Center for American Progress

Event Recap: State Policy Efforts To Enhance Consumer Protections in Health Care and Improve the Value of Insurance

Event Recap: State Policy Efforts To Enhance Consumer Protections in Health Care and Improve the Value of Insurance

The second session in the Center for American Progress’ state health care affordability series highlighted policies that Connecticut, Tennessee, and Texas have implemented to address common barriers that undermine affordability and compromise access to care.

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A hospital room is seen at a hospital in Ohio, November 2020. (Getty/Megan Jelinger/AFP)

As health care costs in the United States continue to rise, affordability challenges persist, even among individuals with insurance. A 2023 KFF survey of insured adults found that 41 percent of respondents “skipped or delayed some type of care in the previous year due to cost,” while two-thirds of respondents in “fair” or “poor” health reported a problem with their insurance in the previous year, including claim denials, prior authorization delays, and unexpected expenses. Robust consumer protections can address these challenges, helping individuals with insurance receive the full value of their coverage.

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The United States reached a record-low uninsured rate of 7.7 percent in the first quarter of 2023—and ensuring the affordability and value of that health insurance is a major priority for consumers and policymakers. Accordingly, states are building on federal efforts to implement their own reforms to protect individuals from common provider and insurance industry practices that can compromise affordability and hinder access to care.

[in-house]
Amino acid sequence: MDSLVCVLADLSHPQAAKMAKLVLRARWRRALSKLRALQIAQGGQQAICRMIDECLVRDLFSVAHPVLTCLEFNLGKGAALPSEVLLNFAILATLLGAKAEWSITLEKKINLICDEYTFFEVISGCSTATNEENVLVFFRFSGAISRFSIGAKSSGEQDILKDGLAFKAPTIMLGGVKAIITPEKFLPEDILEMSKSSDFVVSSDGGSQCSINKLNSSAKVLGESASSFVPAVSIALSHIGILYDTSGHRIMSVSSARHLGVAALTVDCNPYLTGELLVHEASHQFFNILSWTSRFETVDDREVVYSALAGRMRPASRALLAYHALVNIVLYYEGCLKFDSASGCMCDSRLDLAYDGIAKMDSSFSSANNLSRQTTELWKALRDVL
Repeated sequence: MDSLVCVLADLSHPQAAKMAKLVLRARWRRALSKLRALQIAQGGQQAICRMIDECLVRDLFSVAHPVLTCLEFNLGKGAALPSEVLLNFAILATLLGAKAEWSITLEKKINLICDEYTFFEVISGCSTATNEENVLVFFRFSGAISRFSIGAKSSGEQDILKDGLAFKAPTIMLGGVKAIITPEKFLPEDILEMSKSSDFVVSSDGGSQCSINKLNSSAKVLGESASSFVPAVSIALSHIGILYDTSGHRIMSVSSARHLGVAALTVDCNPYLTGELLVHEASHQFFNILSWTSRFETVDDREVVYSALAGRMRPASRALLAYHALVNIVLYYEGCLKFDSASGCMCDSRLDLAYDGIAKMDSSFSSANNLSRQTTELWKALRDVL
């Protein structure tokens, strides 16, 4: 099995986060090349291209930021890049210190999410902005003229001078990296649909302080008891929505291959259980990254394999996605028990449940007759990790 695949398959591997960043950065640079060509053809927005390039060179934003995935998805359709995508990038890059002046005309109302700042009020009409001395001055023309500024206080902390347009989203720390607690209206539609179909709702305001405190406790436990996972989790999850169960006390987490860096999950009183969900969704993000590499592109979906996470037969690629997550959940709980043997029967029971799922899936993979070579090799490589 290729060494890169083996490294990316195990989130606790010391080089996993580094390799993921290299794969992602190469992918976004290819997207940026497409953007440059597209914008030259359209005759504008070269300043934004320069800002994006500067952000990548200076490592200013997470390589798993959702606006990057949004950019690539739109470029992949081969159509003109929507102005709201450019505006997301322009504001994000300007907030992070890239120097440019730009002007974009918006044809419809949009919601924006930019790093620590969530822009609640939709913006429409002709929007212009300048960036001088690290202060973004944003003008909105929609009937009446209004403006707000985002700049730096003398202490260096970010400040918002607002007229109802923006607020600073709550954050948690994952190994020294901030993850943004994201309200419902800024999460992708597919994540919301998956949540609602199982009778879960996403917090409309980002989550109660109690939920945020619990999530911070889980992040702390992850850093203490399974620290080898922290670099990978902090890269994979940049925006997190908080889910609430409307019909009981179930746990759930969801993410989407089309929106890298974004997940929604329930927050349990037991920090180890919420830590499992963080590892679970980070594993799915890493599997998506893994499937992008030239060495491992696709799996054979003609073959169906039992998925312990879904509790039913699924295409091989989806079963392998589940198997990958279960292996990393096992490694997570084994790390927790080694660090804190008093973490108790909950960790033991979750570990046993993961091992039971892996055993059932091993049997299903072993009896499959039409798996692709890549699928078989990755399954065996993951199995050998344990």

In the second session of the Center for American Progress’ series on state health care affordability, CAP Health Policy Director Natasha Murphy moderated a discussion with Dr. Deidre Gifford, executive director of the Connecticut State Office of Health Strategy and senior adviser to the governor for health and human services, and Jonathan Wolfson, chief legal officer and policy director at the Cicero Institute, who shared insights from Connecticut, Tennessee, and Texas on regulating facility fee billing and allowing consumers to apply the cash prices they pay for health care toward their insurance deductibles.

Connecticut is prohibiting facility fees for certain services and requiring hospital and health system reporting

Connecticut has one of the lowest uninsured rates in the country. The state is now prioritizing protecting residents from unnecessary health care expenses by sharply limiting the use of facility fees. Facility fees are charges billed by a hospital or health system for outpatient services provided in a hospital-owned facility (including facilities not located at a hospital) and are intended to compensate for operational expenses. Connecticut’s approach, which Gifford described as a “facility fee mandate,” is a multipronged effort that is a part of a coordinated and intentional strategy to comprehensively reduce health care costs while simultaneously improving out-of-pocket affordability for all Connecticut residents.